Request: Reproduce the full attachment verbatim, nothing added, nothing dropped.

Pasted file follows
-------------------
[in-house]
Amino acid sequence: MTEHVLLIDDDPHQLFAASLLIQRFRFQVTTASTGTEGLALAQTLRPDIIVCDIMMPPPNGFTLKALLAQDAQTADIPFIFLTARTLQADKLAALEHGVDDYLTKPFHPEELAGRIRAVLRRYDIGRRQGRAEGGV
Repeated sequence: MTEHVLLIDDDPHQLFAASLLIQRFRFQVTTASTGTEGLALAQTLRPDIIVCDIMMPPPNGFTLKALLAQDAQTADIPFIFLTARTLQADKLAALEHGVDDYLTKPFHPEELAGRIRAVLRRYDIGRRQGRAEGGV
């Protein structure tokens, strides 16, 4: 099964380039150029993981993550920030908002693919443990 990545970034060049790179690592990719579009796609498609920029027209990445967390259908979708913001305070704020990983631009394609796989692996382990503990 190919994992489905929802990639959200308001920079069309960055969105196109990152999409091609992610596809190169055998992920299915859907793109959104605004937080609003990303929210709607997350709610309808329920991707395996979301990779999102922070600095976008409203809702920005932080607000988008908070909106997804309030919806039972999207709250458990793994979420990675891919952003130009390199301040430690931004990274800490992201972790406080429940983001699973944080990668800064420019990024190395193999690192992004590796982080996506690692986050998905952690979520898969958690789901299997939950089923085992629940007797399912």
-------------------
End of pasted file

[in-house]
Amino acid sequence: MTEHVLLIDDDPHQLFAASLLIQRFRFQVTTASTGTEGLALAQTLRPDIIVCDIMMPPPNGFTLKALLAQDAQTADIPFIFLTARTLQADKLAALEHGVDDYLTKPFHPEELAGRIRAVLRRYDIGRRQGRAEGGV
Repeated sequence: MTEHVLLIDDDPHQLFAASLLIQRFRFQVTTASTGTEGLALAQTLRPDIIVCDIMMPPPNGFTLKALLAQDAQTADIPFIFLTARTLQADKLAALEHGVDDYLTKPFHPEELAGRIRAVLRRYDIGRRQGRAEGGV
């Protein structure tokens, strides 16, 4: 099964380039150029993981993550920030908002693919443990 990545970034060049790179690592990719579009796609498609920029027209990445967390259908979708913001305070704020990983631009394609796989692996382990503990 190919994992489905929802990639959200308001920079069309960055969105196109990152999409091609992610596809190169055998992920299915859907793109959104605004937080609003990303929210709607997350709610309808329920991707395996979301990779999102922070600095976008409203809702920005932080607000988008908070909106997804309030919806039972999207709250458990793994979420990675891919952003130009390199301040430690931004990274800490992201972790406080429940983001699973944080990668800064420019990024190395193999690192992004590796982080996506690692986050998905952690979520898969958690789901299997939950089923085992629940007797399912």